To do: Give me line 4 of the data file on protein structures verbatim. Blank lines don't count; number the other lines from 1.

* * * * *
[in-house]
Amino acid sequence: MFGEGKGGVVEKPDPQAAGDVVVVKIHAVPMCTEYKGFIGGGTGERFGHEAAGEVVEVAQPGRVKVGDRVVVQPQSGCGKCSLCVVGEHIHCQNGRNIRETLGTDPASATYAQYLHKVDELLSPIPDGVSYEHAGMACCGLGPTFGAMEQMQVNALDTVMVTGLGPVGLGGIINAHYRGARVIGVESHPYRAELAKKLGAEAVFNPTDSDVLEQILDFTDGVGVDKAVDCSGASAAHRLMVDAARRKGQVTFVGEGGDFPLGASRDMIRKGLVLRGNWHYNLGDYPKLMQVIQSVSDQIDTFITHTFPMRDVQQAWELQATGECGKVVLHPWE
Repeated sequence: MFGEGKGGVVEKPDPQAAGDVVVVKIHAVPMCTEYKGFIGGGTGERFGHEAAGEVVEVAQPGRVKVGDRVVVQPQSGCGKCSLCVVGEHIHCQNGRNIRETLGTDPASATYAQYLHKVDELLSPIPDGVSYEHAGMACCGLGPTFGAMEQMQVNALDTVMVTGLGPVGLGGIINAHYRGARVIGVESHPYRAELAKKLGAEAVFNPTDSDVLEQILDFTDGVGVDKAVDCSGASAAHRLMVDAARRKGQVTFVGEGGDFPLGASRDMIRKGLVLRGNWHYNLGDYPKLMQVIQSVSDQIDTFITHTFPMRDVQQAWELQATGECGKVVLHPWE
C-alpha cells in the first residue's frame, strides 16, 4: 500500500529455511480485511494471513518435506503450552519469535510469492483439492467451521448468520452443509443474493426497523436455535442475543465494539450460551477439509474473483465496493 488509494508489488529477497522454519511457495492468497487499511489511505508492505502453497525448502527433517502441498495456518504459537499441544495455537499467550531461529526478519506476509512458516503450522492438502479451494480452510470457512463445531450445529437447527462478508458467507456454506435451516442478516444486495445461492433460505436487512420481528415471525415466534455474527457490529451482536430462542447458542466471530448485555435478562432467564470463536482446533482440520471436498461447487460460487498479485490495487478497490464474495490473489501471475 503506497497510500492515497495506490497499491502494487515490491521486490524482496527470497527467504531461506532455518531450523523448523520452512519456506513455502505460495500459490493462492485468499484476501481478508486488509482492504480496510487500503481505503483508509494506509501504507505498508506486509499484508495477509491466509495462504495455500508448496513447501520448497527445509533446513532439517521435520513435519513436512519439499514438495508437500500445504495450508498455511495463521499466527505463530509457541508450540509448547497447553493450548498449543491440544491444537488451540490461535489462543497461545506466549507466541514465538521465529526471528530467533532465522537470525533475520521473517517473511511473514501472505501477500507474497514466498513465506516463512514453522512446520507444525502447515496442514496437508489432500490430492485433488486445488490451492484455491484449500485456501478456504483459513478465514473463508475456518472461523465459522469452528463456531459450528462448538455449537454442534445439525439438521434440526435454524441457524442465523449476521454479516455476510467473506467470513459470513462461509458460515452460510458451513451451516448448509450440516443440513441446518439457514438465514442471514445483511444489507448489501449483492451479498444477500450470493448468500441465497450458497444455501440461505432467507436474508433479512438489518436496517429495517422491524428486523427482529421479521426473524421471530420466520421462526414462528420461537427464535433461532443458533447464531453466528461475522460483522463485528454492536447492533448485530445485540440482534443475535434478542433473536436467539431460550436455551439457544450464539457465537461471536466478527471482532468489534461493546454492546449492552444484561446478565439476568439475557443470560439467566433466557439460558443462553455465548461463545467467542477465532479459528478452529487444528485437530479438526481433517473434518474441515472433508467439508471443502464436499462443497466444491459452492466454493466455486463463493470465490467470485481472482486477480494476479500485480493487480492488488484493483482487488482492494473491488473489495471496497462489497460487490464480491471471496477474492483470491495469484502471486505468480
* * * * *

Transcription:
C-alpha cells in the first residue's frame, strides 16, 4: 500500500529455511480485511494471513518435506503450552519469535510469492483439492467451521448468520452443509443474493426497523436455535442475543465494539450460551477439509474473483465496493 488509494508489488529477497522454519511457495492468497487499511489511505508492505502453497525448502527433517502441498495456518504459537499441544495455537499467550531461529526478519506476509512458516503450522492438502479451494480452510470457512463445531450445529437447527462478508458467507456454506435451516442478516444486495445461492433460505436487512420481528415471525415466534455474527457490529451482536430462542447458542466471530448485555435478562432467564470463536482446533482440520471436498461447487460460487498479485490495487478497490464474495490473489501471475 503506497497510500492515497495506490497499491502494487515490491521486490524482496527470497527467504531461506532455518531450523523448523520452512519456506513455502505460495500459490493462492485468499484476501481478508486488509482492504480496510487500503481505503483508509494506509501504507505498508506486509499484508495477509491466509495462504495455500508448496513447501520448497527445509533446513532439517521435520513435519513436512519439499514438495508437500500445504495450508498455511495463521499466527505463530509457541508450540509448547497447553493450548498449543491440544491444537488451540490461535489462543497461545506466549507466541514465538521465529526471528530467533532465522537470525533475520521473517517473511511473514501472505501477500507474497514466498513465506516463512514453522512446520507444525502447515496442514496437508489432500490430492485433488486445488490451492484455491484449500485456501478456504483459513478465514473463508475456518472461523465459522469452528463456531459450528462448538455449537454442534445439525439438521434440526435454524441457524442465523449476521454479516455476510467473506467470513459470513462461509458460515452460510458451513451451516448448509450440516443440513441446518439457514438465514442471514445483511444489507448489501449483492451479498444477500450470493448468500441465497450458497444455501440461505432467507436474508433479512438489518436496517429495517422491524428486523427482529421479521426473524421471530420466520421462526414462528420461537427464535433461532443458533447464531453466528461475522460483522463485528454492536447492533448485530445485540440482534443475535434478542433473536436467539431460550436455551439457544450464539457465537461471536466478527471482532468489534461493546454492546449492552444484561446478565439476568439475557443470560439467566433466557439460558443462553455465548461463545467467542477465532479459528478452529487444528485437530479438526481433517473434518474441515472433508467439508471443502464436499462443497466444491459452492466454493466455486463463493470465490467470485481472482486477480494476479500485480493487480492488488484493483482487488482492494473491488473489495471496497462489497460487490464480491471471496477474492483470491495469484502471486505468480